- What you would “bring” to the conference? What can you contribute, be it a willingness to volunteer to moderate a session, some special expertise or project, an already accepted proposal…
- What you see as the most critical issue facing you in your efforts around Open Education, and how you think the conference can help you address it?
I approach the subject of Open Education from two different angles. The first angle is a humanist one. I’m trained as an academic: I’m doing my doctoral studies in philosophy at the CUNY Graduate Center. This academic training fuels an interest in education, and especially the way that education might (or must) move toward openness as time passes. The second angle is a technical one. I’m (in the process of becoming) a coder and developer of web applications. Working primarily with open source applications like Wordpress, Mediawiki and Drupal, I’m developing an increasing sense of the user-empowering potential of open source software. These two angles on openness converge in my career in various ways, both in my day job as an instructional technologist at Queens College and as a developer for the CUNY Academic Commons.
As such, I think I could bring to OpenEd 2009 an interesting perspective on the nature of openness. As a user of – and contributor to – open source products, I can speak confidently to the community benefits that emerge when powerful tools are developed in an open way. And, more specifically, as someone who has used these tools toward both educational purposes (for example, in support of blogging initiatives both in my classes and in the classes of others) as well as in more broadly scholarly contexts (like the community of collaborative research that the CUNY Academic Commons is designed to foster), I have a concrete sense of the way in which openness in one realm – the realm of software – can foster and feed another kind of openness in the educational realm.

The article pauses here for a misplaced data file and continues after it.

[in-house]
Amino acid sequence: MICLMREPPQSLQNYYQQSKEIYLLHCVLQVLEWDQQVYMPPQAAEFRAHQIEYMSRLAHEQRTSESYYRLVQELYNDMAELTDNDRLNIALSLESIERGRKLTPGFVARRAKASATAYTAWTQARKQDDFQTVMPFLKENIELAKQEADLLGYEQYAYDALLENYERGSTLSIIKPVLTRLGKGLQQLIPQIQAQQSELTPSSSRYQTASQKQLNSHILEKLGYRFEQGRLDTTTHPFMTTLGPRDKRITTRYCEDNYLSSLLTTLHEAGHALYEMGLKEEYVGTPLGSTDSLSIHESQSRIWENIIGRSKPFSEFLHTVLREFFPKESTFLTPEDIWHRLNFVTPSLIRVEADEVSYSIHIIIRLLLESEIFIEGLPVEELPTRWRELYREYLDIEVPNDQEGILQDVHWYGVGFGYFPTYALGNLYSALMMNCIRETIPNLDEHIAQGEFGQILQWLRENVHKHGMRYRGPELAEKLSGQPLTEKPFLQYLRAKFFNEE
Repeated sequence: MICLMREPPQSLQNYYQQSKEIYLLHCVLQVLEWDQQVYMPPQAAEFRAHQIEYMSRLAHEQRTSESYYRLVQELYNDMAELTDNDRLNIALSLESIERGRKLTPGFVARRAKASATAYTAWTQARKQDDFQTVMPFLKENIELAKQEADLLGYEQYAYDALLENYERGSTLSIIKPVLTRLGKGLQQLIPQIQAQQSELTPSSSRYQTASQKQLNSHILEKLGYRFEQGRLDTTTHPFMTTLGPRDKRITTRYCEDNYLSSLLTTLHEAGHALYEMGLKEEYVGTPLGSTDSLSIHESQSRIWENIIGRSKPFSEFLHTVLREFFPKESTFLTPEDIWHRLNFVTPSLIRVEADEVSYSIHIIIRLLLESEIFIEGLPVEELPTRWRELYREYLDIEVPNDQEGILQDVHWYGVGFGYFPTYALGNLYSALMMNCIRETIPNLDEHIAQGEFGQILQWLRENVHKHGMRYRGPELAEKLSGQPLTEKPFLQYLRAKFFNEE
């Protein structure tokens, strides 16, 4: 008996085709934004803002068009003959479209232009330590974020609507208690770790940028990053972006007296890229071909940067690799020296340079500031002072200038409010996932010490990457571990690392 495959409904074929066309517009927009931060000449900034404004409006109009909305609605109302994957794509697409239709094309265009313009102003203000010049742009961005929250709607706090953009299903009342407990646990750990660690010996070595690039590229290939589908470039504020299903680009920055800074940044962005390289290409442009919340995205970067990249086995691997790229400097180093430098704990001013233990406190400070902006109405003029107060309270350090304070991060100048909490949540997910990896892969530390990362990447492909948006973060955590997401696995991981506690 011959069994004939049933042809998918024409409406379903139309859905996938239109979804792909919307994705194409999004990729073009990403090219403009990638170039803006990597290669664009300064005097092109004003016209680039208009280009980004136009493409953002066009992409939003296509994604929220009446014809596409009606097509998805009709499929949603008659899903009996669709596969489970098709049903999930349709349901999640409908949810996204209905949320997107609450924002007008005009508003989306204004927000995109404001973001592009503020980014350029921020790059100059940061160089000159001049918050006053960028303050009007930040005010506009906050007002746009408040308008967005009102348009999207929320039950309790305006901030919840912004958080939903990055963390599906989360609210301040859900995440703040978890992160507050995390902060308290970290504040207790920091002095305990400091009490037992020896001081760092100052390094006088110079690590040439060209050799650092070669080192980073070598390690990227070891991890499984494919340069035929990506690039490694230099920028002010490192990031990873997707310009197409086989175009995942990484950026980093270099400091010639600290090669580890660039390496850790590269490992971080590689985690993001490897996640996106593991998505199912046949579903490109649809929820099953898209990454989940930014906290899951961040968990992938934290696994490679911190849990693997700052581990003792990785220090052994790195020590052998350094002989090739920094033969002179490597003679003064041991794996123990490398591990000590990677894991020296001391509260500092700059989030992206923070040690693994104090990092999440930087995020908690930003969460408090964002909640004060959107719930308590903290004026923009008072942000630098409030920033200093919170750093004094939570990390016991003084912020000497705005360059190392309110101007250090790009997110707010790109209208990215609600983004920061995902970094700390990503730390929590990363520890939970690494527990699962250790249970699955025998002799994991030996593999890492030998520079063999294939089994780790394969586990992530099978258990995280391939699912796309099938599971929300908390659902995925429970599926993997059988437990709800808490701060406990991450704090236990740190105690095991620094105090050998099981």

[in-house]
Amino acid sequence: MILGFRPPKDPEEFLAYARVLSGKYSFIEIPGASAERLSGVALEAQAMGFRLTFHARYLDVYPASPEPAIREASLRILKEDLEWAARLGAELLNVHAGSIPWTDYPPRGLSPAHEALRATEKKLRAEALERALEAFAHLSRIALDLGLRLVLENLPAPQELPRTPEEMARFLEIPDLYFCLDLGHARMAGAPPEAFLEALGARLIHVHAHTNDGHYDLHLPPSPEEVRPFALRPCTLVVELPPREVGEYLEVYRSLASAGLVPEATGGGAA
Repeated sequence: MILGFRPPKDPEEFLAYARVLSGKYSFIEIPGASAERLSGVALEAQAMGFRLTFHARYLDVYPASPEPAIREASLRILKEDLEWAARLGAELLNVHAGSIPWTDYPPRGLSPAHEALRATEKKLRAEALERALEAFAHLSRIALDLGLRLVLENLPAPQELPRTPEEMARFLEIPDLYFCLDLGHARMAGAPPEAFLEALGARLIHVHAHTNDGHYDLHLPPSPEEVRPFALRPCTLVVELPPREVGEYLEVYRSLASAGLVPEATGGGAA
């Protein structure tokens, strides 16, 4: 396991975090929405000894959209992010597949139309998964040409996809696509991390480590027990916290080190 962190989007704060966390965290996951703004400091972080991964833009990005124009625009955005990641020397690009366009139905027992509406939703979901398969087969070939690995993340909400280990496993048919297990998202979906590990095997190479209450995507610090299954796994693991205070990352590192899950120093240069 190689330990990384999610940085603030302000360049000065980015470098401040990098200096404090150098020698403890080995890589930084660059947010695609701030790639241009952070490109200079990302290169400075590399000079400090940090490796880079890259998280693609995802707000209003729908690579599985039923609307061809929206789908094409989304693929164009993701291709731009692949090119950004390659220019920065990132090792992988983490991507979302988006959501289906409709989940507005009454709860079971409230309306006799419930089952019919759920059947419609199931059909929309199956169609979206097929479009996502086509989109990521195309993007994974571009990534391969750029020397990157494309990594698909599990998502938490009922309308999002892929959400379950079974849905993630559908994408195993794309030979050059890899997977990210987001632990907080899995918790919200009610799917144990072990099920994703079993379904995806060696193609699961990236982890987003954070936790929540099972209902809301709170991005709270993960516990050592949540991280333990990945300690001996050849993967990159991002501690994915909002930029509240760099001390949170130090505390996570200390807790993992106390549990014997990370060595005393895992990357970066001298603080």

In service of these (somewhat abstract!) goals, I’m willing to participate in as many concrete ways as possible at the conference. I’m an active and energetic Twitter backchannel user (see, for example, the Twitter conversations I took part in at this year’s THATCamp, as well as my previous musings on the role of Twitter at conferences). In discussions both on and off Twitter, I can offer up experience both theoretical (I am a philosopher, after all) and practical (I’m also a geek). I’d also be happy to moderate a panel, if I were asked to do so.
As for what the conference will do for me, I envision that my attendance at OpenEd 2009 would help me to further bridge the gap between the practical and the technical that characterizes so many of the things I do in my career. As an instructional technologist, I think it can be easy to think of yourself as a purveyor and teacher of tools, tools that merely replicate the kinds of learning that have always happened in classrooms. This, after all, is often the path of least resistance. The challenge, I believe, is empower faculty members (and, ultimately, the students themselves) not only to use technology but to understand the extent to which it shapes the world and, by extension, ourselves; only by appreciating this can an individual engage with the technology in such a way that it expands (rather than controls) his or her humanity. Openness is the linchpin: students cannot make the connection between what happens in a class and what happens in the rest of their lives unless the window between the two is open. So I guess my goal is to see what kinds of practical approaches are being taken by people in positions similar to mine, in order to help faculty and students understand how they can empower themselves by embracing openness.